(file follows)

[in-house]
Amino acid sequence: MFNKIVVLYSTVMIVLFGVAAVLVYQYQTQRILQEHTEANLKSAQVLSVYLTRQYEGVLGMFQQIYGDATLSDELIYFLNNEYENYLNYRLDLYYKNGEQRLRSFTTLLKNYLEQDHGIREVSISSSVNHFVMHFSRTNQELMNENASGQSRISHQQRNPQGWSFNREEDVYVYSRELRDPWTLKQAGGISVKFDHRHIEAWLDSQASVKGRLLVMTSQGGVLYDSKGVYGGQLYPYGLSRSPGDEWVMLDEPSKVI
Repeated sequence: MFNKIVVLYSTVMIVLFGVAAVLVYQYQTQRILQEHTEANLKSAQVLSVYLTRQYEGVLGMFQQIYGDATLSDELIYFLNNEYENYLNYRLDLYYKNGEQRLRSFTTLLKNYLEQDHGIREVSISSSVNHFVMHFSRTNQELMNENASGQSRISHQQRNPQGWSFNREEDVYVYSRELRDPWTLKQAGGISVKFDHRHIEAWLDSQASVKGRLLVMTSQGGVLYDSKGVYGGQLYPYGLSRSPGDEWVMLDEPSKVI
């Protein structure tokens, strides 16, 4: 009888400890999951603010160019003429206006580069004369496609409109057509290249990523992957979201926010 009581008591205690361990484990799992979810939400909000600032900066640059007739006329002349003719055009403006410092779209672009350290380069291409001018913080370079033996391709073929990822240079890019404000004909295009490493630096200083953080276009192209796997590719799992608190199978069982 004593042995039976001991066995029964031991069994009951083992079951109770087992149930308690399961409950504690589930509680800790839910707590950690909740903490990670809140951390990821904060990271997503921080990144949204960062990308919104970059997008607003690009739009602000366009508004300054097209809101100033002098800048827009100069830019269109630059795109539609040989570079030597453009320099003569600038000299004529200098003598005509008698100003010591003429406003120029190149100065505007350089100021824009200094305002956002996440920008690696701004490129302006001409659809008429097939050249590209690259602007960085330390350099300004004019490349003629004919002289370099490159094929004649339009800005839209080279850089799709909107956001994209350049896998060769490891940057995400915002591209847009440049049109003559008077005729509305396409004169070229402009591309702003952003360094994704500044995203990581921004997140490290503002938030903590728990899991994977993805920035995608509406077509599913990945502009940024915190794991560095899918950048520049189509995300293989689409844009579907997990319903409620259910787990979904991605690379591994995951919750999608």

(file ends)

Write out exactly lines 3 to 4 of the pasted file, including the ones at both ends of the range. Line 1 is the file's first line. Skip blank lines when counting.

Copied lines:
Repeated sequence: MFNKIVVLYSTVMIVLFGVAAVLVYQYQTQRILQEHTEANLKSAQVLSVYLTRQYEGVLGMFQQIYGDATLSDELIYFLNNEYENYLNYRLDLYYKNGEQRLRSFTTLLKNYLEQDHGIREVSISSSVNHFVMHFSRTNQELMNENASGQSRISHQQRNPQGWSFNREEDVYVYSRELRDPWTLKQAGGISVKFDHRHIEAWLDSQASVKGRLLVMTSQGGVLYDSKGVYGGQLYPYGLSRSPGDEWVMLDEPSKVI
């Protein structure tokens, strides 16, 4: 009888400890999951603010160019003429206006580069004369496609409109057509290249990523992957979201926010 009581008591205690361990484990799992979810939400909000600032900066640059007739006329002349003719055009403006410092779209672009350290380069291409001018913080370079033996391709073929990822240079890019404000004909295009490493630096200083953080276009192209796997590719799992608190199978069982 004593042995039976001991066995029964031991069994009951083992079951109770087992149930308690399961409950504690589930509680800790839910707590950690909740903490990670809140951390990821904060990271997503921080990144949204960062990308919104970059997008607003690009739009602000366009508004300054097209809101100033002098800048827009100069830019269109630059795109539609040989570079030597453009320099003569600038000299004529200098003598005509008698100003010591003429406003120029190149100065505007350089100021824009200094305002956002996440920008690696701004490129302006001409659809008429097939050249590209690259602007960085330390350099300004004019490349003629004919002289370099490159094929004649339009800005839209080279850089799709909107956001994209350049896998060769490891940057995400915002591209847009440049049109003559008077005729509305396409004169070229402009591309702003952003360094994704500044995203990581921004997140490290503002938030903590728990899991994977993805920035995608509406077509599913990945502009940024915190794991560095899918950048520049189509995300293989689409844009579907997990319903409620259910787990979904991605690379591994995951919750999608």